Facilities and Equipment Description

The plasma science research effort at Auburn University (AU) is based in the Physics Department in the College of Sciences and Mathematics (COSAM).  The Auburn University plasma physics program spans a broad range of research activities that include:  experimental and theoretical fusion energy research, comprehensive analysis of space plasmas from satellite measurements, three-dimensional modeling of plasmas in the magnetosphere, experimental measurements and computational model of atomic spectra from plasmas, laboratory simulations of space plasma phenomena, and laboratory and microgravity studies of complex (dusty) plasmas.


For the CPU2AL research project, the Auburn University plasma group is focusing its efforts in three main areas:  laboratory plasmas, diagnostics and toroidal plasmas, and space plasmas. 


Laboratory Plasmas  

Expertise in the development of magnetized and unmagnetized low-temperature plasma sources, the study of plasmas and dusty plasmas – particularly in strongly magnetized plasmas, nanoparticle fabrication in reactive plasmas, and laboratory simulations of the space environment.  We also have significant expertise in in-situ probe development and high-speed imaging of particle transport in plasmas.  We seek to help groups design and develop their own plasma sources and imaging tools.  We have a particular interest in studies related to nanoparticle and microparticle growth in plasma.  And we can provide access to AU plasma sources.

Diagnostics and Toroidal Plasmas

Expertise includes the development of spectroscopic diagnostics for the measurement of temperature, density, and metastable populations in low-temperature plasmas.  This group also uses a toroidal plasma device to produce low temperature, extended (10’s of meters) long plasma columns suited for studies of long-wavelength phenomena in astrophysical plasmas as well as scaled studies of ionosphere-magnetosphere coupling through active control of neutral gas density profiles.  We seek to work with theory groups to provide experimental validation of models.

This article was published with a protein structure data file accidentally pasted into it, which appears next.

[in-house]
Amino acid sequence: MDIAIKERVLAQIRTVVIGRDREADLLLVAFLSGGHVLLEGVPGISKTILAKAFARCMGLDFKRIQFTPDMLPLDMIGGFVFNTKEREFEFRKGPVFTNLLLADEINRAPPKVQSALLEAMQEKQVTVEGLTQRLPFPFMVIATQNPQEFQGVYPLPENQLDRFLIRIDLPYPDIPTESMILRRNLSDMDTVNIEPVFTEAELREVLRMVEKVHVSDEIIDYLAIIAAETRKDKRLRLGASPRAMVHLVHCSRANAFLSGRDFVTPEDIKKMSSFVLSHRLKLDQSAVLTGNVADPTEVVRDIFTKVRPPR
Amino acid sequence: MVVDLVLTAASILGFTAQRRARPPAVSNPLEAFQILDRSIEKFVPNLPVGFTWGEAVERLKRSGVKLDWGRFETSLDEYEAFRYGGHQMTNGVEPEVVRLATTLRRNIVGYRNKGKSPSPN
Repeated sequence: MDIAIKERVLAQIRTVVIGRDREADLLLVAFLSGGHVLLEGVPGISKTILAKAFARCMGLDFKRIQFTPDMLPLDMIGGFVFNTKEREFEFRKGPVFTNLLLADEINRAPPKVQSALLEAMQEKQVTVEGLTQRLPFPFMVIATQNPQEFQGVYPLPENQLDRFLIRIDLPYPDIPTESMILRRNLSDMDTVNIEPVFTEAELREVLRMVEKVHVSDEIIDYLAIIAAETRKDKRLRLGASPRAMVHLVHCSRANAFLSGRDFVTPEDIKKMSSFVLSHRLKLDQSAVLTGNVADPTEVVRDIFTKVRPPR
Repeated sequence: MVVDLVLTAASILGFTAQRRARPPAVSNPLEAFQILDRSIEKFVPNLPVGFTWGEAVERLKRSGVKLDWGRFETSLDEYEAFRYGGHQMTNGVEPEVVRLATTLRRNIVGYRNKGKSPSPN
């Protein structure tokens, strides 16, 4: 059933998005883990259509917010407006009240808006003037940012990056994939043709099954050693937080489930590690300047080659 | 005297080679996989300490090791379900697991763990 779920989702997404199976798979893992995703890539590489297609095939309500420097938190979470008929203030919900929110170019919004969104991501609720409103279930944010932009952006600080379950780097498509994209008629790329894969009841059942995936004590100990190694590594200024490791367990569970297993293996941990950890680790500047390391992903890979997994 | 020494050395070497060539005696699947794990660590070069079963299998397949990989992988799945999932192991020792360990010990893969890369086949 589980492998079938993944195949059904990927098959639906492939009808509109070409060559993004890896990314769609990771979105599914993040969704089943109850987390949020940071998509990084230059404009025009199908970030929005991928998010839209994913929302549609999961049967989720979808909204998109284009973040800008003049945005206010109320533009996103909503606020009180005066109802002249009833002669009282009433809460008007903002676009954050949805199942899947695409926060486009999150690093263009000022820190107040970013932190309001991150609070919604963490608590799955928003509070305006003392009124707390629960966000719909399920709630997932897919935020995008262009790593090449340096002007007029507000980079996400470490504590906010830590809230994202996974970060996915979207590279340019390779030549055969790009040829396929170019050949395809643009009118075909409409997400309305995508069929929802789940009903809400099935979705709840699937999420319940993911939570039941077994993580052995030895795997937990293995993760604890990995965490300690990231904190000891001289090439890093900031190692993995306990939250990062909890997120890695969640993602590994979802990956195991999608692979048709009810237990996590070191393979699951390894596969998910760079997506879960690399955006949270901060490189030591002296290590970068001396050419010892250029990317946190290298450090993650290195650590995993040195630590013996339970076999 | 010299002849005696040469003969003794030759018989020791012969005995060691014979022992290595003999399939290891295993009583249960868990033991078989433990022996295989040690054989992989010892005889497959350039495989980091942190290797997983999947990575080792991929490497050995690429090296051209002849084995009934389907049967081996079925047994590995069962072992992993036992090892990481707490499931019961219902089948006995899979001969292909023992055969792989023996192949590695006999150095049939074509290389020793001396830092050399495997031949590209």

Space Plasmas

Expertise in the development of advanced simulation codes for three-dimensional modeling of the Earth’s magnetosphere.  This group also has extensive expertise in analyzing data from spacecraft to image magnetospheric phenomena.  We can work with other groups to explore coupling our studies to heliospheric models.  We also have strong interests in expanding our studies to other planetary magnetospheres as well as experimental validation of our computational studies.

Laboratory Plasma Group

magnetized dusty plasma experiment mdpxMagnetized Dusty Plasma Experiment (MDPX) – MDPX is a superconducting, multi-configuration, multi-user research instrument.  It is optimized for studying low-temperature plasmas and dusty plasmas at high magnetic fields – up to 4 Tesla.  MDPX has a 50 cm diameter, 19 cm tall central bore with both radial and axial access that can accommodate large vacuum chambers.  Experiments can be performed using the Auburn plasma sources or users may install their own vacuum chambers for use with the magnet system. 


Contact:  Prof. E. Thomas

Additional information:  http://psl.physics.auburn.edu



Auburn Linear Experiment for Instability Studies (ALEXIS) – The ALEXIS device is a 170 cm long, 10 cm diameter magnetized (up to 0.1 T) low-temperature plasma source.  ALEXIS has been used extensively for laboratory simulations of ionosphere and magnetosphere phenomena (e.g., ion cyclotron and lower hybrid waves) and has been used extensively for testing spectroscopic diagnostics.alexis




Contact:  Prof. E. Thomas

Additional information:  http://psl.physics.auburn.edu



Laboratory plasma sources – The Laboratory Plasma Group has at least five additional “tabletop” scale plasma chambers that use either dc or radio-frequency (13.56 MHz) sources for low-temperature plasma production.  Experimental setups range in size from 10 cm to 30 cm in length. au3






Contact:  Dr. S. Jaiswal / Prof. U. Konopka / Prof. E. Thomas


Other resources and expertise:

  1. High-speed video imaging (up to 300 fps)
  2. Particle image velocimetry (PIV)
  3. Particle tracking velocimetry (PTV)
  4. Single-, double-, triple-Langmuir probe development
  5. Emissive probe development
  6. General plasma source development (dc, rf)


Dr. Rao Mentreddy

Dr. Edward Thomas Jr.

Primary Investigator
Dr. Ernst Cebert

Dr. David Ennis


Dr. David Maurer

Dr. Venkateswara Sripathi

Dr. Emefa Monu

Dr. Leopold Nyochembeng

Dr. Stuart Loch

Dr. Rao Mentreddy

Dr. Uwe Konopka

Dr. Rao Mentreddy

Dr. Yu Lin